|Schools Strive for Normal
Day after Attacks |
Capital News Service
Thursday, Sept. 13, 2001
ANNAPOLIS - Administrators tried to get state schools back to
normal Thursday following Tuesday's terrorist attacks, but no one could
get them out of their minds.
"It was the same, but everybody wanted to talk about what
happened," said Stella Pelekanos, a junior at Annapolis High School,
which like many schools in the state closed early Tuesday after hijacked
planes crashed into the World Trade Center and Pentagon.
The incidents have sharply changed student attitudes, some said.
Often, teens would not stand when the Pledge of Allegiance was recited,
said William Vollono, an Annapolis senior. "Today, we didn't have any
problems," he said.
Teachers focused on their usual curriculum, although discussion
arose in several classes, particularly because the attacks affected some
students personally, students said. By this time, Pelekanos said, her
worries have calmed, although her parents have a friend who is missing at
"I was scared, everyone was scared," she said. "They
[parents] haven't heard from him, so they're assuming he's
Six schools on Fort Meade in Anne Arundel County were the only ones
statewide closed Thursday because of new security restrictions on the base
that would have caused gridlock. Only Meade High School will be open
Some schools closed after Maryland Gov. Parris N. Glendening
declared a state of emergency following the attacks. The declaration gave
school districts the discretion to close. It expired Thursday.
Administrators attempted to ease classes back into a usual routine.
At the same time they provided counseling sessions to help students
affected by the tragedy.
At Walt Whitman High School in Bethesda, students were playing
football and Frisbee outside during lunch, while counseling sessions went
on inside. "We're trying to get back to normal," said Principal
Jerome Marco. "Now is the time to come together and get on with our
Six students attended the counseling sessions held during lunch at
the 1,700-student school, Marco said. "When we talked to students,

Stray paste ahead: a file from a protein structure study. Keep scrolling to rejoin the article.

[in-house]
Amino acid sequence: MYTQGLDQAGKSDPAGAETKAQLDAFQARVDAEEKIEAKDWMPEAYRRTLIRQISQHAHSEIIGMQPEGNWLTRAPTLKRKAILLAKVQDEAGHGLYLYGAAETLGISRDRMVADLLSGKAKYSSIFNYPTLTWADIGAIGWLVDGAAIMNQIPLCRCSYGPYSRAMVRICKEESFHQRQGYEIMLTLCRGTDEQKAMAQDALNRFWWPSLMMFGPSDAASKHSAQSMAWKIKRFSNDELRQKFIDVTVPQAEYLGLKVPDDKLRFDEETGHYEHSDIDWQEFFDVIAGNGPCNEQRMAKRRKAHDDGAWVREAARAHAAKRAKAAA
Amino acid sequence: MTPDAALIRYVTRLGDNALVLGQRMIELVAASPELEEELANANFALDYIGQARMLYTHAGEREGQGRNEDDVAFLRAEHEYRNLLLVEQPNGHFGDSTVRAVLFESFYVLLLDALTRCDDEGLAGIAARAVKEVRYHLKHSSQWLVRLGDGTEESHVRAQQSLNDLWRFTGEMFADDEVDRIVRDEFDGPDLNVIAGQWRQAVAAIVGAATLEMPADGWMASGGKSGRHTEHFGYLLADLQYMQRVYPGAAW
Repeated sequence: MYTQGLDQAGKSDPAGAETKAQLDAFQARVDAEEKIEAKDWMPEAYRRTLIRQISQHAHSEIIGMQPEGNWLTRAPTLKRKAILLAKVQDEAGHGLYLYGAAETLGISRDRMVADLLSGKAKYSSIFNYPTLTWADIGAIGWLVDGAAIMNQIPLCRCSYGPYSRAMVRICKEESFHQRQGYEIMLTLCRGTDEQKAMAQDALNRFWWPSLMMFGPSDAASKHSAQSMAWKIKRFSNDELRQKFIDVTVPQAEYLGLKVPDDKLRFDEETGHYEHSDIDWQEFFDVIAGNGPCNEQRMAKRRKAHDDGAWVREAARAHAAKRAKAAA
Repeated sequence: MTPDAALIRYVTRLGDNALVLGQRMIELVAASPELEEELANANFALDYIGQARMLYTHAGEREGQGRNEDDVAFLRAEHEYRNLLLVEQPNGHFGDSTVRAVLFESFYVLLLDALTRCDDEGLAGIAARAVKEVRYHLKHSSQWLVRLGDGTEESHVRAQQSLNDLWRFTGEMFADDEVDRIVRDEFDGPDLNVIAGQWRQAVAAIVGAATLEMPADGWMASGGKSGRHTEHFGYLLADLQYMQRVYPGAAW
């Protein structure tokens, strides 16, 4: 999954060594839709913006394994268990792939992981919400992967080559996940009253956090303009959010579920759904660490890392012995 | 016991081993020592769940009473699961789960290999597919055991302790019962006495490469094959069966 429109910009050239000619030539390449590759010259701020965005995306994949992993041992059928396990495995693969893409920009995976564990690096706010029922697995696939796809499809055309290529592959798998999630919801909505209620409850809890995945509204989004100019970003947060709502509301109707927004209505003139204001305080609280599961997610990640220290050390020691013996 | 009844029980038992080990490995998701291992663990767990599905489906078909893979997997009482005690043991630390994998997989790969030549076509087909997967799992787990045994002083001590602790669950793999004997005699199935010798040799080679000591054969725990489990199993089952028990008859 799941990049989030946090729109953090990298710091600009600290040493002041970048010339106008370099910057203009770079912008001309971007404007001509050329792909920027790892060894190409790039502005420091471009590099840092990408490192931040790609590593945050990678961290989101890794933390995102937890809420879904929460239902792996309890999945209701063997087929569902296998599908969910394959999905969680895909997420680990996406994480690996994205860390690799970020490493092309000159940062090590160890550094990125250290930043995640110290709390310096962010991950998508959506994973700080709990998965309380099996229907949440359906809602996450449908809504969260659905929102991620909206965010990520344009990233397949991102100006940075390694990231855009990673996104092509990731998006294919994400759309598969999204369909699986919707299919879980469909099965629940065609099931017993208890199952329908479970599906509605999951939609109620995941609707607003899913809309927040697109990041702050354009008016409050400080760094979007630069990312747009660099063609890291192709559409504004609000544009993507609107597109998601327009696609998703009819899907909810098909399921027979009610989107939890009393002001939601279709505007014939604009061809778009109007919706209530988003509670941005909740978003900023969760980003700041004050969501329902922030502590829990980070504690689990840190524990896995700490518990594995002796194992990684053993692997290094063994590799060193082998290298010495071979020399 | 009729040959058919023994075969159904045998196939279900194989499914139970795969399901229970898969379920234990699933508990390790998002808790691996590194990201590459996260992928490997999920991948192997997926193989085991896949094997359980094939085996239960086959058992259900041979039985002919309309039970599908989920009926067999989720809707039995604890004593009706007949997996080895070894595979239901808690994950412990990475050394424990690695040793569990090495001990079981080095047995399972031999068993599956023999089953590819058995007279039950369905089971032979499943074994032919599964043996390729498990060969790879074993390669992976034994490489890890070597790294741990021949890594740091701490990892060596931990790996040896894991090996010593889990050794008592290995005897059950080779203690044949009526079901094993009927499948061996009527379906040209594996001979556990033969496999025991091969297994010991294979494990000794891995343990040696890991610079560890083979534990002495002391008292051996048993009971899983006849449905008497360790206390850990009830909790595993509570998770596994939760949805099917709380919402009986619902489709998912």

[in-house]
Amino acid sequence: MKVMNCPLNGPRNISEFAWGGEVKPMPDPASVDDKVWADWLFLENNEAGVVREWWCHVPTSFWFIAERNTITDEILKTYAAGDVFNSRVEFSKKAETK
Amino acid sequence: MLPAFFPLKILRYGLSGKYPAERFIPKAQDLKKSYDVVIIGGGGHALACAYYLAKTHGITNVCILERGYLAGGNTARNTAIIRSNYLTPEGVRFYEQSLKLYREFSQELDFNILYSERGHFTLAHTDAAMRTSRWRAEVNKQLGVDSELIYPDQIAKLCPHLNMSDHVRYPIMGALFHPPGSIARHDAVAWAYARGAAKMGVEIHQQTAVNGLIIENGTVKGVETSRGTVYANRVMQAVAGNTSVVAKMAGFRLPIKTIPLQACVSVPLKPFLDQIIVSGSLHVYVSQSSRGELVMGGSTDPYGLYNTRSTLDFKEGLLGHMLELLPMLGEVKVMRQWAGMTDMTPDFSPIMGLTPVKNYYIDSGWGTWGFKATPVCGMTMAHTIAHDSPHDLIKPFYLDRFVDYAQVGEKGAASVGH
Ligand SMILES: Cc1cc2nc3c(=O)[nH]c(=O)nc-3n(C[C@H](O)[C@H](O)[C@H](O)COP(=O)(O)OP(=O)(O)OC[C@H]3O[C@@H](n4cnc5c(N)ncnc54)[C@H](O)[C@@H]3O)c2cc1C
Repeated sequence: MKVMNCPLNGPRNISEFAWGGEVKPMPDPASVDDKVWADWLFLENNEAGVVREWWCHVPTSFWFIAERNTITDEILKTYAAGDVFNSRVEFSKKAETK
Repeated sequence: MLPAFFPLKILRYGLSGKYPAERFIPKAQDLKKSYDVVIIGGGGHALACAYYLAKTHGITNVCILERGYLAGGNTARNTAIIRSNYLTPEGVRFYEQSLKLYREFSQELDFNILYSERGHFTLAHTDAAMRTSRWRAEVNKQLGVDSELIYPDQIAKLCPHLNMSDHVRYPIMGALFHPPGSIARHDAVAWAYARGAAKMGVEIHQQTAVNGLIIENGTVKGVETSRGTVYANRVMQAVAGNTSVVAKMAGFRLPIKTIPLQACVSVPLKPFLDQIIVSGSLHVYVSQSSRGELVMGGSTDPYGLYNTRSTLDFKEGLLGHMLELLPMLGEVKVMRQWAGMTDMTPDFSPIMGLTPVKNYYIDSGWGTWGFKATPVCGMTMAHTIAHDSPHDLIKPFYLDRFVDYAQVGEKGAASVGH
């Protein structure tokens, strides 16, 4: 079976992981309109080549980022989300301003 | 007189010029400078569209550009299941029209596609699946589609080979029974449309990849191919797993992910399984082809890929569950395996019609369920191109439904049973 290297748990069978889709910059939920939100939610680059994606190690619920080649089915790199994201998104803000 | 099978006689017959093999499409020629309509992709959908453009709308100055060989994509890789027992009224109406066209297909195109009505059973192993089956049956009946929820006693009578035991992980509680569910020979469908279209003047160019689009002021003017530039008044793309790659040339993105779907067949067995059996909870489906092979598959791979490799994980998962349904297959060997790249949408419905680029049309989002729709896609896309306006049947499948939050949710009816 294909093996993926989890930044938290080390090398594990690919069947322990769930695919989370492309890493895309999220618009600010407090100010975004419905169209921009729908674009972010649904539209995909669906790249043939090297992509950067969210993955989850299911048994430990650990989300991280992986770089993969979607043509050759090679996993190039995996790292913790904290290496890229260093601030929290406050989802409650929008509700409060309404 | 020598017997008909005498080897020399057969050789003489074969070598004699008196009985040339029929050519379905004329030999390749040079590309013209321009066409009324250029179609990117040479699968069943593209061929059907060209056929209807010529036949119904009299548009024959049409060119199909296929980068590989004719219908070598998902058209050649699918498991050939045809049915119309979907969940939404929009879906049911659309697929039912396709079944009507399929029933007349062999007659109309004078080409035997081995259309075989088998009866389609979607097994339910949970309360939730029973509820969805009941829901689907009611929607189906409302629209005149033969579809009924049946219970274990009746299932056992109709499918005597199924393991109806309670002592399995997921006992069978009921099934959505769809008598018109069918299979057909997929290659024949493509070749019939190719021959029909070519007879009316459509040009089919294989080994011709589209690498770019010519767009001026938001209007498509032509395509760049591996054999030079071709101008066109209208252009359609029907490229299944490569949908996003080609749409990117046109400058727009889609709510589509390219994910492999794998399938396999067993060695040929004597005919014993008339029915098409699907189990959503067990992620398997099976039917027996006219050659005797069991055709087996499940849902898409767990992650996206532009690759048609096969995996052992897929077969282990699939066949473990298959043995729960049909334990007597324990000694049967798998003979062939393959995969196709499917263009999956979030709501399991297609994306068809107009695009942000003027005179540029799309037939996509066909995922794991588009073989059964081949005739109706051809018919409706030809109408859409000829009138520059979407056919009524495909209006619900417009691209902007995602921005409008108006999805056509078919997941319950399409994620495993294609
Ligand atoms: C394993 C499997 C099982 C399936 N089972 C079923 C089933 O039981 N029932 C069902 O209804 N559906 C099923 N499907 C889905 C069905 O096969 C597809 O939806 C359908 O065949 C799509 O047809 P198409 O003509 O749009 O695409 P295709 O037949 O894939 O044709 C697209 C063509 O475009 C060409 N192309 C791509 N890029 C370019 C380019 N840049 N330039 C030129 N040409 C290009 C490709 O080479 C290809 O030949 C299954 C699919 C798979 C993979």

they felt pretty talked out about it," he said. "I think
students are trying to get back into their normal routine."
Teachers briefly talked to their students about the attacks in the
morning, but not much time was set aside for discussion during the day at
Forest Knolls Elementary in Silver Spring, said Principal Carolyne Starek.
And, she said, "Teachers are not playing the TV in class."
At that school and others, administrators sent letters explaining
to parents how to handle the situation with their children. Among the tips
given: discuss the events with children, monitor their intake of news
coverage and talk about how they could help each other in the coming
Staff and county mental health workers trained in grief counseling
were stationed at Montgomery County public schools. Some district
officials briefed teachers before the school day started about how to
handle student discussions.
Vollono said teachers kept the atmosphere calm during the day.
"We spent time talking about the issues going on," he said.
"Everybody's concerned, but I think we'll be OK. It's just going to
take some time."
Vollono's mother, Mary, said her worries about her five children
have subsided. "He's safe here [at the school]," she said.
"It's proved itself a safe environment. I think we're in a safe area
of the state."
Top of Page | Home Page
Copyright © 2001 University of Maryland College of